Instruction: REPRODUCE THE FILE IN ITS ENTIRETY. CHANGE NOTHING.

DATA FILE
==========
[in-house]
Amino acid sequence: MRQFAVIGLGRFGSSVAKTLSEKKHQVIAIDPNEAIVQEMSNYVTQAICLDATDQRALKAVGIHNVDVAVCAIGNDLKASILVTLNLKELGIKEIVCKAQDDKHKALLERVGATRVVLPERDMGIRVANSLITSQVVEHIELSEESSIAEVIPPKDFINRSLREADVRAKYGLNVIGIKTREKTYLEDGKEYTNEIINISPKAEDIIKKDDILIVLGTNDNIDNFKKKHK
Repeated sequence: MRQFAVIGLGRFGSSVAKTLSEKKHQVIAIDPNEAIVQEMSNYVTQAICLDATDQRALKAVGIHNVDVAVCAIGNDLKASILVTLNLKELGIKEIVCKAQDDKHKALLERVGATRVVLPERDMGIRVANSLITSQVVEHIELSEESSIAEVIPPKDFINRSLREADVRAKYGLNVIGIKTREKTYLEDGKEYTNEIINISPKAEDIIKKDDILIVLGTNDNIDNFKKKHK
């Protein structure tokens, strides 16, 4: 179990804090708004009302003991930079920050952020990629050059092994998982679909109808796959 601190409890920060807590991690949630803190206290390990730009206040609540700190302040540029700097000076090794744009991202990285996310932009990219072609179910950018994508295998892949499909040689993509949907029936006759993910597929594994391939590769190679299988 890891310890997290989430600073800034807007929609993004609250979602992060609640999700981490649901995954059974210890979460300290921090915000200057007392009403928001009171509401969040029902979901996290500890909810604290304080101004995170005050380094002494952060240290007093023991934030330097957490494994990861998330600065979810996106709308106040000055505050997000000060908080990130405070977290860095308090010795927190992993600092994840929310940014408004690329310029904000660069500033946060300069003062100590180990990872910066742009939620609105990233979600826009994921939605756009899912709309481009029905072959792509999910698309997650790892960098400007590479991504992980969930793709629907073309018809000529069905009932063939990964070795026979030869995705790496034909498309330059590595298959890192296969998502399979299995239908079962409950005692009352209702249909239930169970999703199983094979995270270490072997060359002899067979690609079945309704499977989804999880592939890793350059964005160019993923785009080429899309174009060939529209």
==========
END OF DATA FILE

[in-house]
Amino acid sequence: MRQFAVIGLGRFGSSVAKTLSEKKHQVIAIDPNEAIVQEMSNYVTQAICLDATDQRALKAVGIHNVDVAVCAIGNDLKASILVTLNLKELGIKEIVCKAQDDKHKALLERVGATRVVLPERDMGIRVANSLITSQVVEHIELSEESSIAEVIPPKDFINRSLREADVRAKYGLNVIGIKTREKTYLEDGKEYTNEIINISPKAEDIIKKDDILIVLGTNDNIDNFKKKHK
Repeated sequence: MRQFAVIGLGRFGSSVAKTLSEKKHQVIAIDPNEAIVQEMSNYVTQAICLDATDQRALKAVGIHNVDVAVCAIGNDLKASILVTLNLKELGIKEIVCKAQDDKHKALLERVGATRVVLPERDMGIRVANSLITSQVVEHIELSEESSIAEVIPPKDFINRSLREADVRAKYGLNVIGIKTREKTYLEDGKEYTNEIINISPKAEDIIKKDDILIVLGTNDNIDNFKKKHK
């Protein structure tokens, strides 16, 4: 179990804090708004009302003991930079920050952020990629050059092994998982679909109808796959 601190409890920060807590991690949630803190206290390990730009206040609540700190302040540029700097000076090794744009991202990285996310932009990219072609179910950018994508295998892949499909040689993509949907029936006759993910597929594994391939590769190679299988 890891310890997290989430600073800034807007929609993004609250979602992060609640999700981490649901995954059974210890979460300290921090915000200057007392009403928001009171509401969040029902979901996290500890909810604290304080101004995170005050380094002494952060240290007093023991934030330097957490494994990861998330600065979810996106709308106040000055505050997000000060908080990130405070977290860095308090010795927190992993600092994840929310940014408004690329310029904000660069500033946060300069003062100590180990990872910066742009939620609105990233979600826009994921939605756009899912709309481009029905072959792509999910698309997650790892960098400007590479991504992980969930793709629907073309018809000529069905009932063939990964070795026979030869995705790496034909498309330059590595298959890192296969998502399979299995239908079962409950005692009352209702249909239930169970999703199983094979995270270490072997060359002899067979690609079945309704499977989804999880592939890793350059964005160019993923785009080429899309174009060939529209």